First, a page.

It's also clear that some vulnerabilities surfaced long after IBM decided to quit patching. For example, there is an lquerylv command execution vulnerability that emerged in 2015. This is after the end-of-support date for AIX 5.3 and guess what? IBM didn't patch it and probably never will. When we examine the associated IBM APAR bug issue. PARSEC has a byte-patch available for the issue, but IBM only shipped a new binary for AIX versions 6 & 7.
Bottom line is that if you were a PARSEC Patch customer, you could keep using your AIX 5.3 system indefinitely and still be 100% above board for your regulatory compliance and patching.
In the event of a remote root exploit or a remotely exploitable issue in either OpenSSH or OpenSSL, we will release patches earlier. This is analogous to a hotfix process. Any patches released off-cycle will be rolled into that quarter's patch bundle.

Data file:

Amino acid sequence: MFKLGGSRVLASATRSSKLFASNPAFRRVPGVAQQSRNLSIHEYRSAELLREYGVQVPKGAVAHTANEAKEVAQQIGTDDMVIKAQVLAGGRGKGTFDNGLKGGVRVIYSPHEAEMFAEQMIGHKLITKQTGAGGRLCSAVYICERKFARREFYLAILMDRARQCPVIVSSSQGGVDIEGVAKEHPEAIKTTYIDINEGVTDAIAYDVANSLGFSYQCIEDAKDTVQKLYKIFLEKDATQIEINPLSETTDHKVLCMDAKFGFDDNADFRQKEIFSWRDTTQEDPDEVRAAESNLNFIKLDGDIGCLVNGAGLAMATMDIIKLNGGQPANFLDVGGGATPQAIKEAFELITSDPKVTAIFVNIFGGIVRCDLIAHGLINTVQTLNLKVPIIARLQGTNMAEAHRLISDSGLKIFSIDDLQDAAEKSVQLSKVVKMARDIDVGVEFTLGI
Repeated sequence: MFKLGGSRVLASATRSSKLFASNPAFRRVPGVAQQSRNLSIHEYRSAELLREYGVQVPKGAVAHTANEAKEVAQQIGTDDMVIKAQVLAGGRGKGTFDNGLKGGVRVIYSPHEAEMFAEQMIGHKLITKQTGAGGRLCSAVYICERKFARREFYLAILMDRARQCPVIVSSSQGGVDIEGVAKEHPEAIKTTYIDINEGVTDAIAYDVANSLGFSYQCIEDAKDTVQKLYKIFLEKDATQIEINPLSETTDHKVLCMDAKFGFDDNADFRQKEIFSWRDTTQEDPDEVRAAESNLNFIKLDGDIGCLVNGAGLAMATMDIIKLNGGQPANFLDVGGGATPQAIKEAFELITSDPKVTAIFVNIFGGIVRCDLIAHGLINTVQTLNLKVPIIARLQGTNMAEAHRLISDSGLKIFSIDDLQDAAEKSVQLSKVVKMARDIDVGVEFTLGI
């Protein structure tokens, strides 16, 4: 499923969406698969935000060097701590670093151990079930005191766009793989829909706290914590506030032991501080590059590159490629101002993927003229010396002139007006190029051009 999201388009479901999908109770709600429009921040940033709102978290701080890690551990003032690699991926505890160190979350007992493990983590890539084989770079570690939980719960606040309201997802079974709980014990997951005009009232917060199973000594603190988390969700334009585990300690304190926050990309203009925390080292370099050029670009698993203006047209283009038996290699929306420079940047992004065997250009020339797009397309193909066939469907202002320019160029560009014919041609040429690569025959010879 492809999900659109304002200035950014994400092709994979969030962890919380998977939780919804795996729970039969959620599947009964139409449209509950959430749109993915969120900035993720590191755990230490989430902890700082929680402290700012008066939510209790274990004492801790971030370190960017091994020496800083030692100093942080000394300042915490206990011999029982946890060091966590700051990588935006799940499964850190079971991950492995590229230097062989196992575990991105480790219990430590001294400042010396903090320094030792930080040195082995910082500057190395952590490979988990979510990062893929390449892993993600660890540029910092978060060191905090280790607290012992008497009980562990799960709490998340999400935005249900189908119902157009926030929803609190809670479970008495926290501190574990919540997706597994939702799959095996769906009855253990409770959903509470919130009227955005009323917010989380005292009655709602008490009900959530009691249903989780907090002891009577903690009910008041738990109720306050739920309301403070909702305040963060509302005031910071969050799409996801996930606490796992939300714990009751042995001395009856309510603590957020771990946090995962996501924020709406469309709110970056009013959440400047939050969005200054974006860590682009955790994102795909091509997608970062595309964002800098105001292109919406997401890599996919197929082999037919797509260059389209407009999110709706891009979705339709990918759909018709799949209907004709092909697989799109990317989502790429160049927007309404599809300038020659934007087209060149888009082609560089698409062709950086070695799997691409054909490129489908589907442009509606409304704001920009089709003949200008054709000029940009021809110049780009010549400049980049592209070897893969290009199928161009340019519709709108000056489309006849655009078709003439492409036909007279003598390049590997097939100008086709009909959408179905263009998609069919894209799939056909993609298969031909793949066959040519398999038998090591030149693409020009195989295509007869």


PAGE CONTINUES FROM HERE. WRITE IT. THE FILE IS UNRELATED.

The EPM tool is an open source package management system written by Michael Sweet. All package systems for Unix are basically the same. I'm not saying all of them are equal, I'm just saying they all do the same functions. That is that they either add, remove, track, or modify packages. EPM is no different.
I first ran into EPM while working at Oracle. They used it for out-of-band package management of all the internal kruft Oracle likes to install on their hosted server systems. It worked quite well for them.
The EPM packages allow us to use pre-install, post-install, pre-remove, and post-remove package scripts. It also allows us to individually bundle packages or setup dependency trees. So, it's a very fully featured package management tool.
One might ask, why not just use the native tools that the OS vendor packages with the operating system itself? Well, that's fair. Most of those tools are usable and releasing vendor-native packages does have some appeal. However, we reasoned that using EPM was actually better because it doesn't alter the local package registry at all. It exists out-of-band with it and stays completely independent. The main situation to consider here is if a vendor decided to release a patch for something they previously said they wouldn't touch. In that situation, we can easily back out our patch and install the vendor version. Keep in mind that'd be an extremely rare situation that we haven't yet seen, though.